UK employers lost £36 billion last year due to employee absence.
Sounds a lot?
Not if we look at the other side of the coin.
The cost of lower than normal productivity caused by employees showing up for work when they are not feeling 100% could be up to three times higher than absenteeism’s costs!
Coming to work when not feeling well has its own name – presenteeism.
The term refers to lost productivity and performance due to employees showing up at work but not working at full capacity because of sickness, other medical conditions, or distraction caused by personal issues i.e. caring for a sick relative, financial or marital problems.
The presence of unwell employees can have many negative impacts including work-related accidents, equipment breakage, absences related to family-work life balance, errors in judgment, conflicts and interpersonal problems.
Staff who work when struggling with illness, if contagious, also increase the risk of passing it on to their colleagues.
If the employer doesn’t pay for sick days, being absent from work due to illness or personal reasons could have a high financial risk for employees. An employee may, therefore, be forced to come to work when sick and infect others which may lead to further presenteeism and/or absenteeism.
Legal & General has found that presenteeism can cost employers three times more than sickness absence and poor workforce wellbeing accounts for more than a quarter reduction in productivity.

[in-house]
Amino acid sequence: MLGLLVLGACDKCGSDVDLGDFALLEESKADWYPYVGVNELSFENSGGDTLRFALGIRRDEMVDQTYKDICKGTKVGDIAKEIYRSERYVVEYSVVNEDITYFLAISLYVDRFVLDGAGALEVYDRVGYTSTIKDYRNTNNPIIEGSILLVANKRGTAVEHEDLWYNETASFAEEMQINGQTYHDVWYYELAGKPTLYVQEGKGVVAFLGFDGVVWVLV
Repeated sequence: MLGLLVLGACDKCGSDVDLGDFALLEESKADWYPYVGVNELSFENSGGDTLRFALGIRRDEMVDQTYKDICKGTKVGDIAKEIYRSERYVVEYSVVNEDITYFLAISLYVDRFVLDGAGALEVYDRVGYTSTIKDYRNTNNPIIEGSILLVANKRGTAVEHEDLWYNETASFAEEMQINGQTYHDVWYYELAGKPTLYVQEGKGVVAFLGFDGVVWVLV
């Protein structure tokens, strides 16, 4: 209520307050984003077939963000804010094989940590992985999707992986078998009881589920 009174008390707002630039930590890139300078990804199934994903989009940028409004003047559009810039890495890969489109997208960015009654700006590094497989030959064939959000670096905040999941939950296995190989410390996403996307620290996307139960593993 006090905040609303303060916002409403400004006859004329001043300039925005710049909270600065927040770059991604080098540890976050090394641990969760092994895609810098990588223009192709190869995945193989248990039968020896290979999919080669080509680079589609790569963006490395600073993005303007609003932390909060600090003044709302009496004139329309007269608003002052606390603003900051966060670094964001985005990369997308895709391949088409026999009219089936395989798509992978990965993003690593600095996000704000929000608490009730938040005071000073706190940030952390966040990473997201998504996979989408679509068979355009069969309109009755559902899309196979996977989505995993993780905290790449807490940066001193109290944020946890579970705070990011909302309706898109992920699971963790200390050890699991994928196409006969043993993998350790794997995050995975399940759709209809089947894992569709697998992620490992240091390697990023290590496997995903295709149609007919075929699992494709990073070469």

The company undertook a pilot project to improve the health and wellbeing of its staff and to understand the cost of poor employee health, including presenteeism, on the business.
Results revealed that the impact of suboptimal health of employees health led to a 14% loss in productivity.
The research has also exposed the productivity lost through “presenteeism” – those at work but impaired by their health – was up to three times higher than the reported absenteeism rate of 4%. These two factors combined together showed that poor employee health accounted for a 26% drop in productivity by working staff.
On this basis Legal and General calculated that presenteeism could cost a company with 600 employees even up to £2m per year.
According to another recent study commissioned by O2, more than a quarter of employees believe that the interpretation of their performance is based solely on how much time they spend in the office rather than their outputs.
So what deters us from taking time off?
Perhaps the fear of putting our job at risk, financial reasons, the notion that the work won’t get done in our absence, or the fear of letting our colleagues down?
Employees may also feel pressured to go to work when ill due to strict attendance policies, possibly resulting from abuse of the company’s sick pay system by colleagues who ‘chuck sickies’.
What can be done to help address presenteeism?
While combating presenteeism can be difficult, investments need to be made in the health of staff, so that employers can reduce presenteeism rates, boost productivity and, in the long term, generate an overall positive impact on business.
The introduction of sick leave and flexible working initiatives can be beneficial, particularly for employees who have a long-running medical condition or have responsibilities for the care of children or other sick relatives.
Flexi-work arrangements and working from home initiatives could be booked easily via web-based Time and Attendance, which enables employees to record their start and finish times, as well as allocate time to specific jobs/projects regardless of their location.
The system allows employees to request personal leave without having to speak to their manager directly, side-stepping any embarrassment that may be associated with a particular illness or personal issue.